Archive for January 2012
The last four jurors were seated this morning in Hampshire County Superior Court, 15 Gothic Street, Northampton, Massachusetts.
After a brief delay due to a bomb scare (apparently unrelated to the trial),
Linda Pisano made an opening statement on behalf of the prosecution, and David Hoose
did the same for the defense.
The prosecution opened its case by calling the alleged victim, now twenty years old and a student
at the prestigious Manhattan School of Music in New York City, as its first witness. She began to tell the jury how Oppenheim had repeatedly had sex with her when she was fourteen. She did not complete her testimony, nor did Hoose have a chance to cross-examine her.
So I’ll stop there.
A trial is a book of many chapters.
The truth–or as much of it as is ever ascertained at a jury trial–evolves over days, weeks or months of testimony.
News media report each day’s events because they’re news.
As an author working on a book about a year spent at 15 Gothic Street, I’m under no such pressure.
What I think and how I feel tonight may not reflect what I’ll think or how I’ll feel after further testimony tomorrow, or the next day, or the next.
The court has a standard by which it measures potential evidence: would it be more probative than prejudicial? If a judge decides that it would not be, the material cannot be presented at trial.
Applying that standard to this blog, I’m choosing not to comment further on this case while the trial continues.
I report my books exhaustively, write and rewrite them with consummate care, then shepherd them through meticulous editing and legal vetting processes.
A blog is something I can come home at night and post before dinner.
The stakes in the David Oppenheim trial are so high that I wouldn’t be comfortable doing that in the days to come.
I’ll be in court, reporting for my book, 15 GOTHIC STREET. But out of respect for the process, I’ll have to ask you to look elsewhere for daily coverage.
Almost every day, unrelated things happen simultaneously.
Yesterday, two more jurors were seated in the David Fried Oppenheim trial.
If four more are seated on Monday morning, opening statements may actually come Monday afternoon.
The trial will almost certainly continue into the week after next.
But that’s not all Judge Mary-Lou Rup had to deal with yesterday.
In the afternoon, for example, the lawyer for a 57-year old Northampton man accused of trying to murder his 83-year old mother by setting her on fire in their home, argued that the mother’s 911 call, in which she says, “Help! I’m on fire!” and “I’m burning like hell!” should not be admitted as evidence, because on the recorded call the accused can be heard cursing in the background, thus making it a recorded call made without his knowledge or consent.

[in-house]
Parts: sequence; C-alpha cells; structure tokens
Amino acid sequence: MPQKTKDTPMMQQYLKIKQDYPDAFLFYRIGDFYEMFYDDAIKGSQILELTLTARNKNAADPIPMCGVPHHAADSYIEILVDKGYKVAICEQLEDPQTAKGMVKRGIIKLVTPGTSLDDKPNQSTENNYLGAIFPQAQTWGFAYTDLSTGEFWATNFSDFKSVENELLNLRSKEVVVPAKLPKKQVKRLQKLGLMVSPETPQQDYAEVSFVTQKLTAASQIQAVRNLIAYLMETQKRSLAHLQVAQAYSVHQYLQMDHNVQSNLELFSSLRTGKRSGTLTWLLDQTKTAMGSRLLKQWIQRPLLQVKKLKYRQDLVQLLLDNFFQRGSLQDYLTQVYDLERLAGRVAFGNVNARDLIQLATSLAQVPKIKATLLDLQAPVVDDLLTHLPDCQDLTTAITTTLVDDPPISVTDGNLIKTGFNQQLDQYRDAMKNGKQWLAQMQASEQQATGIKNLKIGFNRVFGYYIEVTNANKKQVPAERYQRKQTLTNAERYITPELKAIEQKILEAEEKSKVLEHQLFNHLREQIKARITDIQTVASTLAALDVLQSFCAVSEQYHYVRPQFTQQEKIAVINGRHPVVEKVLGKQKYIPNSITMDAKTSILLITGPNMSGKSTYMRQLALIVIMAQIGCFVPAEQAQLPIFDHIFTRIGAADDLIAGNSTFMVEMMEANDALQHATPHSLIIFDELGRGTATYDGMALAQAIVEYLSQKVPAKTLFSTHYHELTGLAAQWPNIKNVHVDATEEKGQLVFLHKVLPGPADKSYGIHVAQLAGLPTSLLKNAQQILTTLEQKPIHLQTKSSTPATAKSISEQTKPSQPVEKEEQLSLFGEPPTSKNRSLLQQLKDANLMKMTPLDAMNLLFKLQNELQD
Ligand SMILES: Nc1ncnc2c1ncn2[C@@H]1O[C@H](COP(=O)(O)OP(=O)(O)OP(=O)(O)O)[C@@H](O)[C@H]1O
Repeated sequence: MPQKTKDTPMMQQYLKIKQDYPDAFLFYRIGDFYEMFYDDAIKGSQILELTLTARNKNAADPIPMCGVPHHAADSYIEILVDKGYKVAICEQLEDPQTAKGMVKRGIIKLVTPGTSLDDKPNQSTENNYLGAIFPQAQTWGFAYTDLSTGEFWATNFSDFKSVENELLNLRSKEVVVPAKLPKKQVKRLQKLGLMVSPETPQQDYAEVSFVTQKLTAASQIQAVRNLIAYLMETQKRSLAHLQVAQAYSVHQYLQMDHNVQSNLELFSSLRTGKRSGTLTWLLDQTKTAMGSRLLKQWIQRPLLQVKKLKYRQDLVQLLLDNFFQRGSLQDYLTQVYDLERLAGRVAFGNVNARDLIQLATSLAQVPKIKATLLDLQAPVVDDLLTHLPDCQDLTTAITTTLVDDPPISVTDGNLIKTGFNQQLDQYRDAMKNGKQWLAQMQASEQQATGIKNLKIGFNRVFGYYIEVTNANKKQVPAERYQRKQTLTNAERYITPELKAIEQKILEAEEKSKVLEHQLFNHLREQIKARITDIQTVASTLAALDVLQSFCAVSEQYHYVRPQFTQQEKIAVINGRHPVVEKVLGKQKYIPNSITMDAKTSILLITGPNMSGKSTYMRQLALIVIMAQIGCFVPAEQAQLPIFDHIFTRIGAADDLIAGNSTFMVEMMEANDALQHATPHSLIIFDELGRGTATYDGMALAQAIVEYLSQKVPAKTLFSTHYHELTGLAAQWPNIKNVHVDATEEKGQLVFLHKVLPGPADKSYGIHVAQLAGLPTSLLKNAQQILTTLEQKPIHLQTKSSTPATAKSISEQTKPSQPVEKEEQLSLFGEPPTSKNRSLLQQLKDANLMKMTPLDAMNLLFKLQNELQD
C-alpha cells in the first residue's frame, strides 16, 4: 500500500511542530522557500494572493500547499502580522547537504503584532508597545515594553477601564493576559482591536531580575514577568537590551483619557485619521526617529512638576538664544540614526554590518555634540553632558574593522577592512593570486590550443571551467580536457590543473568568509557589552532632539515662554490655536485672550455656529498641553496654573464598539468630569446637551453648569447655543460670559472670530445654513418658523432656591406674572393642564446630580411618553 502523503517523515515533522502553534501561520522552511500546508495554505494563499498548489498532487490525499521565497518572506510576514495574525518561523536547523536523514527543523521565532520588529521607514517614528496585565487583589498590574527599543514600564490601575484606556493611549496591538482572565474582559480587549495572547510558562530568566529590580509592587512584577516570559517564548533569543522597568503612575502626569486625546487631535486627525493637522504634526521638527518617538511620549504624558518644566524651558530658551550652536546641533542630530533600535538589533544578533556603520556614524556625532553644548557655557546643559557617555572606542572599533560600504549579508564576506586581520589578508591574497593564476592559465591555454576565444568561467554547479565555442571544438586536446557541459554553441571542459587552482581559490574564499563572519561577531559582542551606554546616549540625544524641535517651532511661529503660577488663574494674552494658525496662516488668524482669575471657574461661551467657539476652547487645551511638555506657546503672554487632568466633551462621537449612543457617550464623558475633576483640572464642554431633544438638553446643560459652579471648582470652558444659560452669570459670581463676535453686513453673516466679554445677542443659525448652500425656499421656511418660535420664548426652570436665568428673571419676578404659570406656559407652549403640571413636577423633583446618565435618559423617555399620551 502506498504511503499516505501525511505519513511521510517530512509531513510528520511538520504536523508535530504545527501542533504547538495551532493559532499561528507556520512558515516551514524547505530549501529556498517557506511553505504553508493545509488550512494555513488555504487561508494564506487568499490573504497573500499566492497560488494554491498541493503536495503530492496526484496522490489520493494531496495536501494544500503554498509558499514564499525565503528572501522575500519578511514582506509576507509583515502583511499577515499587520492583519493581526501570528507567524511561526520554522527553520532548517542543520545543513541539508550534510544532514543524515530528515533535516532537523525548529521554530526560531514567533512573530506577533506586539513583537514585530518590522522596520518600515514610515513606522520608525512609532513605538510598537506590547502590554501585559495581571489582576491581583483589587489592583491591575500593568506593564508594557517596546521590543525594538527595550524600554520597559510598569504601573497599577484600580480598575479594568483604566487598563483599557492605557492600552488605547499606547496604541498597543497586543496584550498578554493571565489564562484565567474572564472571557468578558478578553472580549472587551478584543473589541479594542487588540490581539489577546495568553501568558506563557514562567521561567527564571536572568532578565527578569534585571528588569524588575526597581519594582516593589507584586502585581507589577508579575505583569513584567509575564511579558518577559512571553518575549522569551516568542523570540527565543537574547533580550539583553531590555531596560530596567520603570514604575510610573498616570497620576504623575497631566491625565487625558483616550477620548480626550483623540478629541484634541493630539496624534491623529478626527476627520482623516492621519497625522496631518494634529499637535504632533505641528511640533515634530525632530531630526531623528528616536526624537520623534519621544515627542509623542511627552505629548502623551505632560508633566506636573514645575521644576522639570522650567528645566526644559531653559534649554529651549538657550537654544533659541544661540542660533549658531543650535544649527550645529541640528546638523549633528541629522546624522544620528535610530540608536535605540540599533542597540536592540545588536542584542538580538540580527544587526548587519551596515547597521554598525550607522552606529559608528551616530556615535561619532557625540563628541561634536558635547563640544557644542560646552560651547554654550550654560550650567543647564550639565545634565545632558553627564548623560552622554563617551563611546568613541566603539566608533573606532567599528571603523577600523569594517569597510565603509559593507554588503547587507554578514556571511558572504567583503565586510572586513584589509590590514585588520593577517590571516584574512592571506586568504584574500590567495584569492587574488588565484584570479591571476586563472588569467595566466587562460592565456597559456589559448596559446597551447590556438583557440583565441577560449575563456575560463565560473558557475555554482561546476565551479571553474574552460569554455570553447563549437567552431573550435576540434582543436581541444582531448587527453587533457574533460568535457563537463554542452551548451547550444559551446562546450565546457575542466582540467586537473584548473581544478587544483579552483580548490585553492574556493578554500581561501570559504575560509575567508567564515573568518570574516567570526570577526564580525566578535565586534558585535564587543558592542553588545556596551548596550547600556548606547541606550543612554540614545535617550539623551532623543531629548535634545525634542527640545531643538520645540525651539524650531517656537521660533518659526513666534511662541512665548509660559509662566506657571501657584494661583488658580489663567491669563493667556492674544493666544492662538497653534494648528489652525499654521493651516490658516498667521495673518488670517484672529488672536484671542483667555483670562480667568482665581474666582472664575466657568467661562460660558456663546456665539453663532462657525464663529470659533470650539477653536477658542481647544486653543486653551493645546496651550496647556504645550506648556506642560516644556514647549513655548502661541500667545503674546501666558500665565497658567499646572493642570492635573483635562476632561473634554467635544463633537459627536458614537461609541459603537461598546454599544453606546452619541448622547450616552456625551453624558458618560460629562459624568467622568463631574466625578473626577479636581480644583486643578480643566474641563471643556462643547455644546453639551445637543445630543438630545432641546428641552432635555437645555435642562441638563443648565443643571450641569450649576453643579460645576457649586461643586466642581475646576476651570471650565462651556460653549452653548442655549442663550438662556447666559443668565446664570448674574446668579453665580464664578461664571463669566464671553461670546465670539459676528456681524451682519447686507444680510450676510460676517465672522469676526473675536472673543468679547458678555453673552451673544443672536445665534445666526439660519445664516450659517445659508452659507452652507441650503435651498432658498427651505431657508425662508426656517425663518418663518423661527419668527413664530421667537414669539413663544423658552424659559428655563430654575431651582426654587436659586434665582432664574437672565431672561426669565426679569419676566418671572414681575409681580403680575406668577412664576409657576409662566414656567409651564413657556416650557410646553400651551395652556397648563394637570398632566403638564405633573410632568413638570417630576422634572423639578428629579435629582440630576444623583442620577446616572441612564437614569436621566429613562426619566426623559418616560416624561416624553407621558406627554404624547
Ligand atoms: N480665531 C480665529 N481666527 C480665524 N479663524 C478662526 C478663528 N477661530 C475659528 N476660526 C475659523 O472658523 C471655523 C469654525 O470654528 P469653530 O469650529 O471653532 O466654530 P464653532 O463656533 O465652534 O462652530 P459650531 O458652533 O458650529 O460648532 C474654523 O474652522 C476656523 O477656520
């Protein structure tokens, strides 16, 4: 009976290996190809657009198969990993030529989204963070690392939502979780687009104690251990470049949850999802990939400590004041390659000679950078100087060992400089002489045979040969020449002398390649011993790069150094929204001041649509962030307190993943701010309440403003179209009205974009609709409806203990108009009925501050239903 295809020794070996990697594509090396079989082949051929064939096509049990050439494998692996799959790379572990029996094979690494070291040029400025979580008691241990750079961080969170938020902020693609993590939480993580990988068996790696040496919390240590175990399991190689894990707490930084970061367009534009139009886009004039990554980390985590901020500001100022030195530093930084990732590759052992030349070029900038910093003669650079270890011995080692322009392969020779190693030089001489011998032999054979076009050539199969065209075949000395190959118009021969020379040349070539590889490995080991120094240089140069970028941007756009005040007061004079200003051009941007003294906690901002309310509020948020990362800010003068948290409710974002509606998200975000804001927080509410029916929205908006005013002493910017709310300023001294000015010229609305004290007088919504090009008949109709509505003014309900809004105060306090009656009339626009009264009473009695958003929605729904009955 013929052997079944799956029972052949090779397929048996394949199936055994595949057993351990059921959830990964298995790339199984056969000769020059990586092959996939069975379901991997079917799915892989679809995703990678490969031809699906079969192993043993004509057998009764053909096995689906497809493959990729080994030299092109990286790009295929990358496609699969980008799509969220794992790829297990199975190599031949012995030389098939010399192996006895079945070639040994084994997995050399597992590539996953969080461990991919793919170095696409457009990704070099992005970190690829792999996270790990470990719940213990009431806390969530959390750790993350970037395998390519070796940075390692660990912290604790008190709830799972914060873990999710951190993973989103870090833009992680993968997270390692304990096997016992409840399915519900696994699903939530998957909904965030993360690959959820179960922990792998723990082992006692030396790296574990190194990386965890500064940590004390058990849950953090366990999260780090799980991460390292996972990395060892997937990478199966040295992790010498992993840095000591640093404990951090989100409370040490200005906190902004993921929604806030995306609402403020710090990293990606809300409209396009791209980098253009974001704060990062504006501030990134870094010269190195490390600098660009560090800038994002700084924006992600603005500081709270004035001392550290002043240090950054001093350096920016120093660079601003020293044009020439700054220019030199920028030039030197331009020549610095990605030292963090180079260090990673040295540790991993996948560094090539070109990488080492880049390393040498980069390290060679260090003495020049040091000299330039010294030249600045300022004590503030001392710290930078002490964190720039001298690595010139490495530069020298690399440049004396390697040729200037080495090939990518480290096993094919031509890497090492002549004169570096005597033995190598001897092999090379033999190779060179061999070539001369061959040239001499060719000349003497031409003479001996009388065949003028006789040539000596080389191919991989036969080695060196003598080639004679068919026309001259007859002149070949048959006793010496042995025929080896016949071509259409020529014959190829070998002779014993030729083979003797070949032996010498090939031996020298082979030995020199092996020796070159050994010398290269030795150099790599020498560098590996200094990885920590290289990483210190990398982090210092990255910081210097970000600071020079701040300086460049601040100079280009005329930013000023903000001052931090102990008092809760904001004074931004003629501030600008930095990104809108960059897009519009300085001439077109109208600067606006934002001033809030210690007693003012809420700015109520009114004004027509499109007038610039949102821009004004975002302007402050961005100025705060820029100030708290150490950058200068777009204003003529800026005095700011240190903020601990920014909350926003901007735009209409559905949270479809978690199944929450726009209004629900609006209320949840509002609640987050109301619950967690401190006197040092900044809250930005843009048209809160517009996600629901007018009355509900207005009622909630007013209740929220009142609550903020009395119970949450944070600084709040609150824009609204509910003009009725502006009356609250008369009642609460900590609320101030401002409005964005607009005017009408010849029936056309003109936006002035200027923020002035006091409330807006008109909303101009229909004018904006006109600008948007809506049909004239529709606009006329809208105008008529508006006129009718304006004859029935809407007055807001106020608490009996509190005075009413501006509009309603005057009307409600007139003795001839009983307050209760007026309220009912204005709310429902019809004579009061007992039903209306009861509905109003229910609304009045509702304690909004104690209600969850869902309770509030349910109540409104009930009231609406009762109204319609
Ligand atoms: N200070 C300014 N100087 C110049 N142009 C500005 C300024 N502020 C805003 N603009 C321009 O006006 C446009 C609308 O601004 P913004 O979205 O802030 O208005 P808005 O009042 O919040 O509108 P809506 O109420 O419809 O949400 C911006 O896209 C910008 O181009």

Assistant District Attorney Matthew Thomas called that interpretation of the federal wiretapping statute “novel.” He was being kind. Preposterous is another word that comes to mind.
The estimable Judge Rup says she’ll rule on the motion to suppress shortly.
Rubin, a graduate of Harvard Law School (where he studied under Alan Dershowitz, for whom he is sometimes mistaken) has devoted his entire career to public defender work. As a state employee, he earns less than $100,000 a year, which must make him, by a considerable margin, the lowest paid graduate of his Harvard Law class.
“Obviously,” he says, “I’m not in this for the money.”
All these and others don’t quite talk over each other (at least not often) as in an Altman movie, but in an Altmanesque way all the actors who appear regularly on the 15 Gothic Street stage are interrelated.
Next week, it will be Assistant District Attorney Linda Pisano and Hampshire County’s leading defense attorney, David Hoose, in the spotlight as the trial of the founder and former director of the Pioneer Arts Center of Easthampton kicks into high gear.
I’ll be there.
Jury selection in the trial of David Oppenheim slowed to a snail’s pace on Wednesday, as only one juror was seated from among the twenty-three called.
This is not necessarily a bad thing. It’s a sign that the justice system is working, not that it’s not.
Hampshire County Superior Court judge Mary-Lou Rup would rather be safe than sorry.
The real world is neither LA Law nor Law and Order, nor Boston Legal.
To each new prospective juror, Judge Rup mentions prior media coverage of the case and asks, in addition, whether the very nature of the charges–Oppenheim, the thirty-eight year-old founder and former director of the Pioneer Arts Center of Easthampton, is accused of having had various forms of sex between October, 2005 and June, 2007 with a student/intern who was under the age of sixteen–would prevent the prospective juror from being impartial, fair, open-minded and unbiased.